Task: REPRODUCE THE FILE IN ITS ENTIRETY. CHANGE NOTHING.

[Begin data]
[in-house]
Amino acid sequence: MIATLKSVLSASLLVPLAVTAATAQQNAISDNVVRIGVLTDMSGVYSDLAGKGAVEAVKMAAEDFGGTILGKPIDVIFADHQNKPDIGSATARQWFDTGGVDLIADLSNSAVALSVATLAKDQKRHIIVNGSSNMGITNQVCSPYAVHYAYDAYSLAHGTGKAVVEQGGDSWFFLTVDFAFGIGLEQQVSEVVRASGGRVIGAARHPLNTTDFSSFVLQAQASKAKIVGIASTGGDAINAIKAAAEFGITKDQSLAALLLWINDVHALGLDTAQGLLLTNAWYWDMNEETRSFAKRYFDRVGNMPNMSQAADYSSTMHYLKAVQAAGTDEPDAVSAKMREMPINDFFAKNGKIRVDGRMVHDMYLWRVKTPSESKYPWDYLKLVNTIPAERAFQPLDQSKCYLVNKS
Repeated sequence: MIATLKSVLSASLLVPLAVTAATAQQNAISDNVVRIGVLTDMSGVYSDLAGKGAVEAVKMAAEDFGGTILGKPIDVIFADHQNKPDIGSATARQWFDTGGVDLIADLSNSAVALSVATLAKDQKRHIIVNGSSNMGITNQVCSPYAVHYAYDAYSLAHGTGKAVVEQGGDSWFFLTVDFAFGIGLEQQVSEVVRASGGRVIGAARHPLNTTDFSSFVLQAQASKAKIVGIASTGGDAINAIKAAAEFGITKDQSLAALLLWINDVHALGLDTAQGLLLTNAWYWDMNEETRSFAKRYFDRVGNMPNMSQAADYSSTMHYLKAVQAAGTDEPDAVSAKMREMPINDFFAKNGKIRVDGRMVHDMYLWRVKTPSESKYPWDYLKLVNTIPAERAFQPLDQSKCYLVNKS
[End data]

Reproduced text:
[in-house]
Amino acid sequence: MIATLKSVLSASLLVPLAVTAATAQQNAISDNVVRIGVLTDMSGVYSDLAGKGAVEAVKMAAEDFGGTILGKPIDVIFADHQNKPDIGSATARQWFDTGGVDLIADLSNSAVALSVATLAKDQKRHIIVNGSSNMGITNQVCSPYAVHYAYDAYSLAHGTGKAVVEQGGDSWFFLTVDFAFGIGLEQQVSEVVRASGGRVIGAARHPLNTTDFSSFVLQAQASKAKIVGIASTGGDAINAIKAAAEFGITKDQSLAALLLWINDVHALGLDTAQGLLLTNAWYWDMNEETRSFAKRYFDRVGNMPNMSQAADYSSTMHYLKAVQAAGTDEPDAVSAKMREMPINDFFAKNGKIRVDGRMVHDMYLWRVKTPSESKYPWDYLKLVNTIPAERAFQPLDQSKCYLVNKS
Repeated sequence: MIATLKSVLSASLLVPLAVTAATAQQNAISDNVVRIGVLTDMSGVYSDLAGKGAVEAVKMAAEDFGGTILGKPIDVIFADHQNKPDIGSATARQWFDTGGVDLIADLSNSAVALSVATLAKDQKRHIIVNGSSNMGITNQVCSPYAVHYAYDAYSLAHGTGKAVVEQGGDSWFFLTVDFAFGIGLEQQVSEVVRASGGRVIGAARHPLNTTDFSSFVLQAQASKAKIVGIASTGGDAINAIKAAAEFGITKDQSLAALLLWINDVHALGLDTAQGLLLTNAWYWDMNEETRSFAKRYFDRVGNMPNMSQAADYSSTMHYLKAVQAAGTDEPDAVSAKMREMPINDFFAKNGKIRVDGRMVHDMYLWRVKTPSESKYPWDYLKLVNTIPAERAFQPLDQSKCYLVNKS